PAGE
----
Major energy companies in the United States imposed work-from-home rules for office staff and began health checks for remote or critical workers as coronavirus spread across the United States and threatened an industry reeling by falling demand and profits.
BP, Exxon Mobil, Kinder Morgan, Motiva Enterprises and Royal Dutch Shell told non-essential staff to work from home starting Monday, workers and officials said. Shell and Chevron have begun routine health checks of workers and visitors at some key U.S. facilities, spokesmen said.
Offshore rigs, refineries and pipelines require on-site teams and group workers in close quarters, making them vulnerable in a COVID-19 outbreak. Such businesses cannot be run remotely and health checks could prevent forced shutdowns that could lead to big losses or local fuel shortages.
The pandemic has infected more than 156,000 people worldwide including some 2,900 people in the United States, killed more than 5,800 globally and slashed fuel demand amid shuttered schools, churches, offices and some retail stores.
There is only one known case of COVID-19 to hit a U.S. refinery. Marathon Petroleum Corp, the nation’s largest refiner by capacity, last week removed some staff at its Carson, California, plant after an employee became ill.
Oil demand falls
But falling demand and a price-war that slashed crude prices by about 50 per cent this year has put the industry in a tailspin. Many oil firms have abruptly cut spending and staff to cope with the downturn.
BP and Shell on Friday gave workers work-at-home assignments following similar social-distancing measures at Apple, Facebook, and Microsoft’s Silicon Valley offices. The rules affect about 15,000 U.S. Shell workers.
Shell has begun screening staff who travel to its U.S. Gulf of Mexico production rigs “to ensure that we minimize the risks of COVID-19 transmission,” said spokesperson Curtis Smith.
Refiners including LyondellBasell Industries and Chevron Corp are considering health checks for employees as they begin their workday, said people familiar with the deliberations.
“We are taking precautionary measures to reduce the risk of exposure, including screening workers and visitors,” Chevron spokesman Braden Reddall said. Local offices will set their own rules with health officials, he added.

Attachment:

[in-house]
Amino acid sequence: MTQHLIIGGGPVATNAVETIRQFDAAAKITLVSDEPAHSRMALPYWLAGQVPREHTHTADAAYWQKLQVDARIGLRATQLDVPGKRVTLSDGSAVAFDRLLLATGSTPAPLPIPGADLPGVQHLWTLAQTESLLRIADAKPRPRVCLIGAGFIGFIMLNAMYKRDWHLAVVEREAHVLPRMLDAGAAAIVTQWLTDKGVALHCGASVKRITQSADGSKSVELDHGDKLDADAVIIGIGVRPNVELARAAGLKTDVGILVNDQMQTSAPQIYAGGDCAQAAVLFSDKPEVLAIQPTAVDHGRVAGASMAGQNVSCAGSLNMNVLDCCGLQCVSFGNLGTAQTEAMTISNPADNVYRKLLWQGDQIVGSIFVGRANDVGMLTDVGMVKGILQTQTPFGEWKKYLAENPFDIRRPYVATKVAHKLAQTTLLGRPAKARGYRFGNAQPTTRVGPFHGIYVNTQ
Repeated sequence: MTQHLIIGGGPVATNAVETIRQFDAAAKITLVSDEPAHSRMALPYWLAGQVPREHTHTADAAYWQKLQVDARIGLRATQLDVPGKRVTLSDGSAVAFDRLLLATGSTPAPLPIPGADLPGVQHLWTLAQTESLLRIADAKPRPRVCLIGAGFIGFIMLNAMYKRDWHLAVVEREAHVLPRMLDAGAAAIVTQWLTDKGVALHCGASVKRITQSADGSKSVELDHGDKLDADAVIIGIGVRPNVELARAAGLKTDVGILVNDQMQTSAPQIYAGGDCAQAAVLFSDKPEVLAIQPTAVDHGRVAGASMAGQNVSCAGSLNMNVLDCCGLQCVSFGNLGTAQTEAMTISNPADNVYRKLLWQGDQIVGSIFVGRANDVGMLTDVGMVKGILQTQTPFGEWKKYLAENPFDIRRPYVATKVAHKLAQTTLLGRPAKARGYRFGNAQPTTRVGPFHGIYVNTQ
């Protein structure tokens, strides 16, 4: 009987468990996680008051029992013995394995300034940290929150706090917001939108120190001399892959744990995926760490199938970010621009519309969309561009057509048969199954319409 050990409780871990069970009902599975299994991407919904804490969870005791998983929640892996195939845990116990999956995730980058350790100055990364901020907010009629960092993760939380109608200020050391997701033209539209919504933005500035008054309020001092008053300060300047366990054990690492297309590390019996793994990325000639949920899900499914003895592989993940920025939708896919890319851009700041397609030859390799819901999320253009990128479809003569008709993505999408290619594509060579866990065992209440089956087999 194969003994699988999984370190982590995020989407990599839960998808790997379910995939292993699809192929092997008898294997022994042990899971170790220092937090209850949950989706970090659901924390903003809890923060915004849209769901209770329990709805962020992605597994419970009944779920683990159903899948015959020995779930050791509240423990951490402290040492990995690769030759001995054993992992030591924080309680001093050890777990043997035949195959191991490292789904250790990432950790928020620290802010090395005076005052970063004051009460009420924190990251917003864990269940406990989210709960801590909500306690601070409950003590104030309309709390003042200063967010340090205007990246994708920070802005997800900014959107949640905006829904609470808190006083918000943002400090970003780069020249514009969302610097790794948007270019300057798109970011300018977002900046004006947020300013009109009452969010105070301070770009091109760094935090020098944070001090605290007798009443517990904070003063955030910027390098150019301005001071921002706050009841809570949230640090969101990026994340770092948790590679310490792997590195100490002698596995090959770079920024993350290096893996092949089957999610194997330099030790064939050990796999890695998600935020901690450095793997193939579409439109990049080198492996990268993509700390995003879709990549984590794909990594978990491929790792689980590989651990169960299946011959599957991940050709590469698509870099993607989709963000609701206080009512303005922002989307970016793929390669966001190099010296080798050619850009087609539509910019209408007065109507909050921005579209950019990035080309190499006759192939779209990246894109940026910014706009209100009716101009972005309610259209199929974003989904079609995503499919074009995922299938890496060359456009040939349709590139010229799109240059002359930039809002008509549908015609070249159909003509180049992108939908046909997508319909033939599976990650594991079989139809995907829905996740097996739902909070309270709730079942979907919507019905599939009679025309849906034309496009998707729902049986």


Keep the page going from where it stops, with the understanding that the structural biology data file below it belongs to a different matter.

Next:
Work-at-home rules, fewer car and plane trips are expected to reduce U.S. petroleum demand by up to 2.5 million barrels per day (bpd). For the full year, it could cut motor fuel use by roughly 300,000 to 400,000 bpd.
Keeping workers 6 feet apart
The sweeping precautions affect refinery, oil and gas export terminal and gas pipeline operations. Kinder Morgan Inc, one of the largest North American pipeline and export firms, asked most of its 11,000 employees to work from home beginning Monday. It will reevaluate the situation weekly, said spokesperson Melissa Ruiz.
Non-essential workers at BP’s U.S. refineries, Exxon’s Baytown, Texas, refinery and Shell’s Convent and Norco, Louisiana, plants also will work from home beginning Monday, according to people familiar with the matter. BP may keep the measures through mid-April, one of the people said.
There have been no refining or chemical plant shut-ins caused by coronavirus. Still, companies are drafting plans to keep running through an outbreak at one or more facilities, said the people.
Shell asked salaried staff at its Louisiana refineries to begin shadowing hourly plant operators to prepare managers to run units if necessary, the people said.
Exxon will allow only trained operators into control rooms at its Baytown plant, and they must remain at least six feet apart from one another, people familiar with plant operations said.
Exxon would not comment on specific actions. It is focused “on ensuring the safety and health of our entire workforce and to do our part to limit the spread,” said spokesman Todd Spitler.
Marathon Petroleum launched “business-continuity plans to accommodate staffing needs in the event of illness-related absenteeism,” spokesperson Jamal Kheiry said.
The procedures are similar to managing through a hurricane or labour dispute. Among measures being weighed are assigning small crews to keep refineries operating during an outbreak, the people said. Crews would not leave until the crisis passed.
Most refineries can operate with about half their normal staff, the people said, but may have to scale back production.